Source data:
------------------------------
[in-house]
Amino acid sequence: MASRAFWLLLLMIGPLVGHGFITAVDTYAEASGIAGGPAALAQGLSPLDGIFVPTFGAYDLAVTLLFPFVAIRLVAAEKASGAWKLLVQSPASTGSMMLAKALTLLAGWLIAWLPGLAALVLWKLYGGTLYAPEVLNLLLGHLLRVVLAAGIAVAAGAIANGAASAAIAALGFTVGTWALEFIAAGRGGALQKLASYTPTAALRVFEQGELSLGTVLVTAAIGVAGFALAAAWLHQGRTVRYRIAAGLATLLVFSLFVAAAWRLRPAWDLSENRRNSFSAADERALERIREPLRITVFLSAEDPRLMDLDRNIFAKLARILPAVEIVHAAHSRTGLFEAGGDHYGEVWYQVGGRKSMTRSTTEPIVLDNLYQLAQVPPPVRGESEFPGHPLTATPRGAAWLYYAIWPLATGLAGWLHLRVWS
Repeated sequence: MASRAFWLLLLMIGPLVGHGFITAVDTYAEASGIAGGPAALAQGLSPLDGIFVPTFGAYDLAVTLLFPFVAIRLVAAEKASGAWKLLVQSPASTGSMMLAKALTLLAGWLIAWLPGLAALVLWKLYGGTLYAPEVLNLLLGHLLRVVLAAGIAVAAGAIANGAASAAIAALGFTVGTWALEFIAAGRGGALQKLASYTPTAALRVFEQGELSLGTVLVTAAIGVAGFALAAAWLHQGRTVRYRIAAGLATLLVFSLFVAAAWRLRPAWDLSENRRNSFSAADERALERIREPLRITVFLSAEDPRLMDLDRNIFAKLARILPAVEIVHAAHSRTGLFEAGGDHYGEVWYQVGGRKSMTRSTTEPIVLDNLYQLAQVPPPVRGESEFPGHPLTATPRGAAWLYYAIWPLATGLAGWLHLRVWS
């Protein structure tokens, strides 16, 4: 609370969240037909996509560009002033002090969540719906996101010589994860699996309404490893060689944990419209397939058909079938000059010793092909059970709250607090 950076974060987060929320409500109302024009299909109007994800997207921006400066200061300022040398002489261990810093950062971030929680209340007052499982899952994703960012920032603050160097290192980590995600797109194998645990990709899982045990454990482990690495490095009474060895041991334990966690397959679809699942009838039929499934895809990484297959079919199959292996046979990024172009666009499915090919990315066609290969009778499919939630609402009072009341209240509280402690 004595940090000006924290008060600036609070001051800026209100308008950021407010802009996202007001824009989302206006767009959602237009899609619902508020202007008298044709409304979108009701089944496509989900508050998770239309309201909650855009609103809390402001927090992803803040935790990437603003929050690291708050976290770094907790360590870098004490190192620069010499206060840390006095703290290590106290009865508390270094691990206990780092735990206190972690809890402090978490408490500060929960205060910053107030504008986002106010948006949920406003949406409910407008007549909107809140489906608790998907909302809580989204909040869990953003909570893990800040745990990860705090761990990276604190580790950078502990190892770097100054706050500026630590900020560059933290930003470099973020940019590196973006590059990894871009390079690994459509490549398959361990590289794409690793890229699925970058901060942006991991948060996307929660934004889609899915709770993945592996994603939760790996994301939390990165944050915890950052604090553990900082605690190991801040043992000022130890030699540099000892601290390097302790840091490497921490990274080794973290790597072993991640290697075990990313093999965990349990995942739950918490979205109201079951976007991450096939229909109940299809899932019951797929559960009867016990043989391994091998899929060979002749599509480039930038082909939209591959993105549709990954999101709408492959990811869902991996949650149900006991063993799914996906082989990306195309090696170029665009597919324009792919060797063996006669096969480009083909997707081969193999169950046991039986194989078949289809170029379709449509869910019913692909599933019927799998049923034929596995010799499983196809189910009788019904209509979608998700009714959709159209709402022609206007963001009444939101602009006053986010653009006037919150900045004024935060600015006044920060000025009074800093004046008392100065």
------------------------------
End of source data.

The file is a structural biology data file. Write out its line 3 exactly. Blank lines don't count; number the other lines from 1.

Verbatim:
Repeated sequence: MASRAFWLLLLMIGPLVGHGFITAVDTYAEASGIAGGPAALAQGLSPLDGIFVPTFGAYDLAVTLLFPFVAIRLVAAEKASGAWKLLVQSPASTGSMMLAKALTLLAGWLIAWLPGLAALVLWKLYGGTLYAPEVLNLLLGHLLRVVLAAGIAVAAGAIANGAASAAIAALGFTVGTWALEFIAAGRGGALQKLASYTPTAALRVFEQGELSLGTVLVTAAIGVAGFALAAAWLHQGRTVRYRIAAGLATLLVFSLFVAAAWRLRPAWDLSENRRNSFSAADERALERIREPLRITVFLSAEDPRLMDLDRNIFAKLARILPAVEIVHAAHSRTGLFEAGGDHYGEVWYQVGGRKSMTRSTTEPIVLDNLYQLAQVPPPVRGESEFPGHPLTATPRGAAWLYYAIWPLATGLAGWLHLRVWS